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Green call for controls on food advertising on TV

20 February 2000

Green call for controls on food advertising to children

Green MP Sue Kedgley is calling for controls on TV food ads broadcast to children, after a new report showed that ads are promoting an unhealthy diet during children's viewing hours.

The study, published in the latest issue of the Australian and New Zealand Journal of Public Health, found that advertising for unhealthy foods dominated food ads played during children's shows on TV2, with 63 per cent of the food advertised high in fat and /or sugar. (See attached article).

Ms Kedgley, the Green Party spokesperson for both Health and Broadcasting, said restrictions on the advertising of low-nutrient, fattening food would put a stop to the "junk is good" message that children were getting from television.

"The best option would be to follow the lead of Sweden and Norway who do not allow any advertising at all during children's TV programmes," said Ms Kedgley. "At the very least, our advertising codes of practice for children should be revised so that food ads are in line with nationally agreed health and nutrition guidelines. The code should prohibit advertisements which undermine healthy eating education or condone excessive consumption of unhealthy foods."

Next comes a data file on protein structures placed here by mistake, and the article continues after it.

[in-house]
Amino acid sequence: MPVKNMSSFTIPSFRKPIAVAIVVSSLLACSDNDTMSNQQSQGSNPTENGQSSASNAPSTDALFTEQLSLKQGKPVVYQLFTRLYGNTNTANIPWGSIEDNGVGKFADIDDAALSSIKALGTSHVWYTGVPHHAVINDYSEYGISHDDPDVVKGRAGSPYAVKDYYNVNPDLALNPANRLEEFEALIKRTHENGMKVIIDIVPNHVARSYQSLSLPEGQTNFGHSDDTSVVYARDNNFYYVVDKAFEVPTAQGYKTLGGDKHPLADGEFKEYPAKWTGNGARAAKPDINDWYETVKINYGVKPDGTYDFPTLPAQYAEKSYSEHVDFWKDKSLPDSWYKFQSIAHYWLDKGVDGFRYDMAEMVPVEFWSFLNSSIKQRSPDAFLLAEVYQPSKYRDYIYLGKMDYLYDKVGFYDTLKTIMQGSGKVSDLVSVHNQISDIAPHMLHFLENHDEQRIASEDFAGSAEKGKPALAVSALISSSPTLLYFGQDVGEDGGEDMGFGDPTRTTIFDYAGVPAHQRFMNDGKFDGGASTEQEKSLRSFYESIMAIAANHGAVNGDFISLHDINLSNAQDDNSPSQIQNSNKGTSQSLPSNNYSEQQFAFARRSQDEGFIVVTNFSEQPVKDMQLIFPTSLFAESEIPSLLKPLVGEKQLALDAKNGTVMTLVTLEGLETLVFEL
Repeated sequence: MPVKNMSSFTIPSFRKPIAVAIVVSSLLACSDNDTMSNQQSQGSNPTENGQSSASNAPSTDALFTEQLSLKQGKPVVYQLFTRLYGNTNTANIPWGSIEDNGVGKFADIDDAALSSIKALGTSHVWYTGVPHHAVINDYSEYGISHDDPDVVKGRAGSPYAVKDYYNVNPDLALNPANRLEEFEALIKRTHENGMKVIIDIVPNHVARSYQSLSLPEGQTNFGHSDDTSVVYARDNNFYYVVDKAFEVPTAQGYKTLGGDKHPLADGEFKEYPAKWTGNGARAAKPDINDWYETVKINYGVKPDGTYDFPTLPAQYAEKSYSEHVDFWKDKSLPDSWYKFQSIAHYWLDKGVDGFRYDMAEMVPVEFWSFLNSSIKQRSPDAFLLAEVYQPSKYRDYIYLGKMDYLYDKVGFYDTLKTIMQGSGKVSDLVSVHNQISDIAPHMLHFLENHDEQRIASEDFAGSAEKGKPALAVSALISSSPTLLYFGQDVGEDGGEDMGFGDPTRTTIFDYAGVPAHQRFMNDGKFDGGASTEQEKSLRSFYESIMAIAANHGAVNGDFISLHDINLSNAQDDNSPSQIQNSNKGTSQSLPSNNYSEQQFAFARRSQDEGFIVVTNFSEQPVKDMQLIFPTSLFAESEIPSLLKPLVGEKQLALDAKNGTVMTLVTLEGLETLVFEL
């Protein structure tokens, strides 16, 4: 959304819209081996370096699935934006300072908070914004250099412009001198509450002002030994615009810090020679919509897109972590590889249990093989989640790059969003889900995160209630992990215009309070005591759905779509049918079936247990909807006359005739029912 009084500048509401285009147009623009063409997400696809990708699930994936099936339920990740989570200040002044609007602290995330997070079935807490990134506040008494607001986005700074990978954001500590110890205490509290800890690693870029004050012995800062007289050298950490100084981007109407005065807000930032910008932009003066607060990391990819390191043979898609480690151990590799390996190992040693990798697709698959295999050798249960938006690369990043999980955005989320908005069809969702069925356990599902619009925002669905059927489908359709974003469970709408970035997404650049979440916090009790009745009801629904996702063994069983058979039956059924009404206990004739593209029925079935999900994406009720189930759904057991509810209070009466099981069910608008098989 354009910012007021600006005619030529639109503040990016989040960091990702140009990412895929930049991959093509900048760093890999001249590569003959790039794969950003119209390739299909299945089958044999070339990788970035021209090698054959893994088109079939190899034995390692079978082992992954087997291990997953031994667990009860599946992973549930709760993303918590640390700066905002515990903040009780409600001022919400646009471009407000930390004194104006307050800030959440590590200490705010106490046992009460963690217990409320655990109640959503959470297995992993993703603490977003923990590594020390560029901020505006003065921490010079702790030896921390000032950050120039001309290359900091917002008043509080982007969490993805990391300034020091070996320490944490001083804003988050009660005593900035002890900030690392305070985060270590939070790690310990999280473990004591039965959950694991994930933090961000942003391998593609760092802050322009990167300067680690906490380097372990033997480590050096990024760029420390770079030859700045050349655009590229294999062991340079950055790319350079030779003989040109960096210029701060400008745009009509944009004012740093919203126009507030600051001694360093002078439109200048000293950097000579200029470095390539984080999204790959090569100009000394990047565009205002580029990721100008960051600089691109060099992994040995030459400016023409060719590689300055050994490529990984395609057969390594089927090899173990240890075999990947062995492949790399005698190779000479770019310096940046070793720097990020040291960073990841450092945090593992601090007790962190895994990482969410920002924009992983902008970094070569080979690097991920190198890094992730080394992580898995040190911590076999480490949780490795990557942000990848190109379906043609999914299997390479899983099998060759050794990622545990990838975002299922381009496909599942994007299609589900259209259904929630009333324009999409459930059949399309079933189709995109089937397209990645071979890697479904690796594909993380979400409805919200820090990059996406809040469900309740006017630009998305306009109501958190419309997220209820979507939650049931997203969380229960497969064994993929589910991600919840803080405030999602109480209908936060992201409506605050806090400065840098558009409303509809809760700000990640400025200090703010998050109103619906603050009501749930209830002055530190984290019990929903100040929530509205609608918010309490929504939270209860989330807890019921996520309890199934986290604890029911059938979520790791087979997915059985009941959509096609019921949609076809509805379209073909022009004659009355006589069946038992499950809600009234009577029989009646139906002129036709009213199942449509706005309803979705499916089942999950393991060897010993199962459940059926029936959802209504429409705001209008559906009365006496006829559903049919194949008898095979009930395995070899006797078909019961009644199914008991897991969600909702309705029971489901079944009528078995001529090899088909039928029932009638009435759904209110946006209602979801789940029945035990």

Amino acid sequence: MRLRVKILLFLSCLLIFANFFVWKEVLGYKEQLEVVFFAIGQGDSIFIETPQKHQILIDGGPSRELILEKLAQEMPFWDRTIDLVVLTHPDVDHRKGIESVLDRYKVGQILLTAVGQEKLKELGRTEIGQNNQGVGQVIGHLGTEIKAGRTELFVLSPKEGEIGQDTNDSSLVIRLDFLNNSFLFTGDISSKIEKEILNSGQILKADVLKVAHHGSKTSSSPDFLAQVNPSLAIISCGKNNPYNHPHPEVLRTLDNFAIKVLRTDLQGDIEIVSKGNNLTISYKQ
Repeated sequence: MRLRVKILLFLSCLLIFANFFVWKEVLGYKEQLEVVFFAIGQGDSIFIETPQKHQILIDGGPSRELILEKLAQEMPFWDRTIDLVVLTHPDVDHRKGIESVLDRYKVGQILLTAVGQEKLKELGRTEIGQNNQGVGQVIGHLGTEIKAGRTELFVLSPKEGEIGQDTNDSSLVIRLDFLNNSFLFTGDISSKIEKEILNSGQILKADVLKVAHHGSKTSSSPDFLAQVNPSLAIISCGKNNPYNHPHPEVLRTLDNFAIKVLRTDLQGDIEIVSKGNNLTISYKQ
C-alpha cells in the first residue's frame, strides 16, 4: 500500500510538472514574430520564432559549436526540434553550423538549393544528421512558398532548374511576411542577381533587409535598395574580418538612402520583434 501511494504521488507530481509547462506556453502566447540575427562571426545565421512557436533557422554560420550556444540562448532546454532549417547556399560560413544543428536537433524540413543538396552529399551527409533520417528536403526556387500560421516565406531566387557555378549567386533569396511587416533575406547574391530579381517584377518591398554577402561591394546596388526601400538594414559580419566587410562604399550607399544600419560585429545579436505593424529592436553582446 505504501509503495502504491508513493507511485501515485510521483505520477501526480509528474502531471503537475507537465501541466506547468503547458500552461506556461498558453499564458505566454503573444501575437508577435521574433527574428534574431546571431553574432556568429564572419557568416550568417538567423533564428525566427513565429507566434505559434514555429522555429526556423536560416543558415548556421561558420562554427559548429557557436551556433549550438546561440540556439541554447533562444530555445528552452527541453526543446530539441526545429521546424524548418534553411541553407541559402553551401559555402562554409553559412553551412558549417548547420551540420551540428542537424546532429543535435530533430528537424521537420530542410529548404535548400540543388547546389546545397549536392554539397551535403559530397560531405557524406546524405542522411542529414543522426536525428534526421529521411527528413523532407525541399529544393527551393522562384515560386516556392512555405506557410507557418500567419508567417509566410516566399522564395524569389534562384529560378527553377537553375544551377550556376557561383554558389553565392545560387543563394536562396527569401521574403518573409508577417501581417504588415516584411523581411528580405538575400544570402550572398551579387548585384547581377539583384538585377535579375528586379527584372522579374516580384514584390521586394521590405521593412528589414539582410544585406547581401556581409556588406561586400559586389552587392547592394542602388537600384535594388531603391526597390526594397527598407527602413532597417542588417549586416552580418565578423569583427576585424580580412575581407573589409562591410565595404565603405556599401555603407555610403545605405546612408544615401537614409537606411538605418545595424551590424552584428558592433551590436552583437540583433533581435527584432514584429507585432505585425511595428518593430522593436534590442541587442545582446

Ms Kedgley said children were continually being exposed to a food universe on TV where food consisted of high-fat, high-sugar snacks, sweets, soft drinks and fast food.

"New Zealand children watch on average more than two hours of TV every day, and a large proportion of the more than 20 minutes of advertisements they will see during this time will be for high risk foods which do not even meet New Zealand's nutritional guidelines."

"The foods which appear most often on television are the very foods that have been implicated in childhood obesity, dental problems, cardiovascular disease, diabetes and certain cancers in adults," said Ms Kedgley. "Poor diet is a serious health issue, and there is little point spending money on nutrition education if the healthy eating messages directed at children are undermined as soon as they sit down in front of a TV."

Ms Kegley said international research had shown that children's food choices were strongly influenced by what they see on TV.

"If we are serious about improving the health of our children, we must act immediately to restrict the flood of advertisements for unhealthy foods that they are being exposed to."

Sue Kedgley MP: 025 270 9088 Gina Dempster, Press Secretary: (04) 470 6723


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